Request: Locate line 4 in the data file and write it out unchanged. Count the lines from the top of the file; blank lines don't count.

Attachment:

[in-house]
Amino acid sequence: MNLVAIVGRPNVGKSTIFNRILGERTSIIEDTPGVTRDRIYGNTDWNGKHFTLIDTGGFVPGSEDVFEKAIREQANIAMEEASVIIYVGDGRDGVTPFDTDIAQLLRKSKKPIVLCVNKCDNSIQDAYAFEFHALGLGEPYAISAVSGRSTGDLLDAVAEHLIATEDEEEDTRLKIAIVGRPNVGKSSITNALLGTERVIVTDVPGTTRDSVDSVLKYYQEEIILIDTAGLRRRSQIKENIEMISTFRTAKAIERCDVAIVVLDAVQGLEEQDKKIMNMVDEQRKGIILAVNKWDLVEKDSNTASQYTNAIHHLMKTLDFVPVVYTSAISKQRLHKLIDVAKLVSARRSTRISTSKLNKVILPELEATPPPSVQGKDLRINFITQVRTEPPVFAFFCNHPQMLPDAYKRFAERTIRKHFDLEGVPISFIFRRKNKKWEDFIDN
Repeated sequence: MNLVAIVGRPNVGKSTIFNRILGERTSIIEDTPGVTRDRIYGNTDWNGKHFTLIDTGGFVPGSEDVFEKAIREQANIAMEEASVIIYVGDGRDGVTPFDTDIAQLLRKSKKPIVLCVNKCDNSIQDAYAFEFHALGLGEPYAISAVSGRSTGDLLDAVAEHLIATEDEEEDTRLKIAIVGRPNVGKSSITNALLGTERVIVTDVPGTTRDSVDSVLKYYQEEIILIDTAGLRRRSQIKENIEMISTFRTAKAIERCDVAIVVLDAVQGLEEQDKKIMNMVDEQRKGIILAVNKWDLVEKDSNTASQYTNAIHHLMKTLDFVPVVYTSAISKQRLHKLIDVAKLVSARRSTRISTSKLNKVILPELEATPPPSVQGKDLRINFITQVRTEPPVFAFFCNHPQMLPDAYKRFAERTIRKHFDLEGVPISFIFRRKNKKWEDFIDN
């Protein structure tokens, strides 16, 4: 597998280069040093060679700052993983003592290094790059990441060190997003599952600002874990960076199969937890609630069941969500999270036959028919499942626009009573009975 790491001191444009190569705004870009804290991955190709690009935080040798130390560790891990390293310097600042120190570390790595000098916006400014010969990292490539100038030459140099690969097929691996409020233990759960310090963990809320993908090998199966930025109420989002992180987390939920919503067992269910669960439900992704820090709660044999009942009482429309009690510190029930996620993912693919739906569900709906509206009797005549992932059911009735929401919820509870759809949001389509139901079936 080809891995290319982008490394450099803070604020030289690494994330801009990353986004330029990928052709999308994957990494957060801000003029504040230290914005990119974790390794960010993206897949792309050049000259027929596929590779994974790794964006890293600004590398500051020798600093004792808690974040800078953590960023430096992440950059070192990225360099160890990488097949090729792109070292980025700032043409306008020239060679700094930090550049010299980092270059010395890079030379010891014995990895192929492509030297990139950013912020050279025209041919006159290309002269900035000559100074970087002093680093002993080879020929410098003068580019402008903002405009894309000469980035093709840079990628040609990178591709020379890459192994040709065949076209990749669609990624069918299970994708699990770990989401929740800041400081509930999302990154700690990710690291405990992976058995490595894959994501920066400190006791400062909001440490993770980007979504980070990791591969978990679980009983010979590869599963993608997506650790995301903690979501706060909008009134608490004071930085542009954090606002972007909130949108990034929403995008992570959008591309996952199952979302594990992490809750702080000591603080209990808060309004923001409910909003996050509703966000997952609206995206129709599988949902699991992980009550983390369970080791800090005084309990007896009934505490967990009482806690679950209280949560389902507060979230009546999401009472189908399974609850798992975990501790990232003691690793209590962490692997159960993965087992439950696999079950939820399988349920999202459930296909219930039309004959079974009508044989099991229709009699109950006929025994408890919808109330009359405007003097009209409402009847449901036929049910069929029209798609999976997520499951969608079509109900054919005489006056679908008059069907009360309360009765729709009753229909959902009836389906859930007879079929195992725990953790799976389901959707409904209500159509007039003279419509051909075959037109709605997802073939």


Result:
């Protein structure tokens, strides 16, 4: 597998280069040093060679700052993983003592290094790059990441060190997003599952600002874990960076199969937890609630069941969500999270036959028919499942626009009573009975 790491001191444009190569705004870009804290991955190709690009935080040798130390560790891990390293310097600042120190570390790595000098916006400014010969990292490539100038030459140099690969097929691996409020233990759960310090963990809320993908090998199966930025109420989002992180987390939920919503067992269910669960439900992704820090709660044999009942009482429309009690510190029930996620993912693919739906569900709906509206009797005549992932059911009735929401919820509870759809949001389509139901079936 080809891995290319982008490394450099803070604020030289690494994330801009990353986004330029990928052709999308994957990494957060801000003029504040230290914005990119974790390794960010993206897949792309050049000259027929596929590779994974790794964006890293600004590398500051020798600093004792808690974040800078953590960023430096992440950059070192990225360099160890990488097949090729792109070292980025700032043409306008020239060679700094930090550049010299980092270059010395890079030379010891014995990895192929492509030297990139950013912020050279025209041919006159290309002269900035000559100074970087002093680093002993080879020929410098003068580019402008903002405009894309000469980035093709840079990628040609990178591709020379890459192994040709065949076209990749669609990624069918299970994708699990770990989401929740800041400081509930999302990154700690990710690291405990992976058995490595894959994501920066400190006791400062909001440490993770980007979504980070990791591969978990679980009983010979590869599963993608997506650790995301903690979501706060909008009134608490004071930085542009954090606002972007909130949108990034929403995008992570959008591309996952199952979302594990992490809750702080000591603080209990808060309004923001409910909003996050509703966000997952609206995206129709599988949902699991992980009550983390369970080791800090005084309990007896009934505490967990009482806690679950209280949560389902507060979230009546999401009472189908399974609850798992975990501790990232003691690793209590962490692997159960993965087992439950696999079950939820399988349920999202459930296909219930039309004959079974009508044989099991229709009699109950006929025994408890919808109330009359405007003097009209409402009847449901036929049910069929029209798609999976997520499951969608079509109900054919005489006056679908008059069907009360309360009765729709009753229909959902009836389906859930007879079929195992725990953790799976389901959707409904209500159509007039003279419509051909075959037109709605997802073939």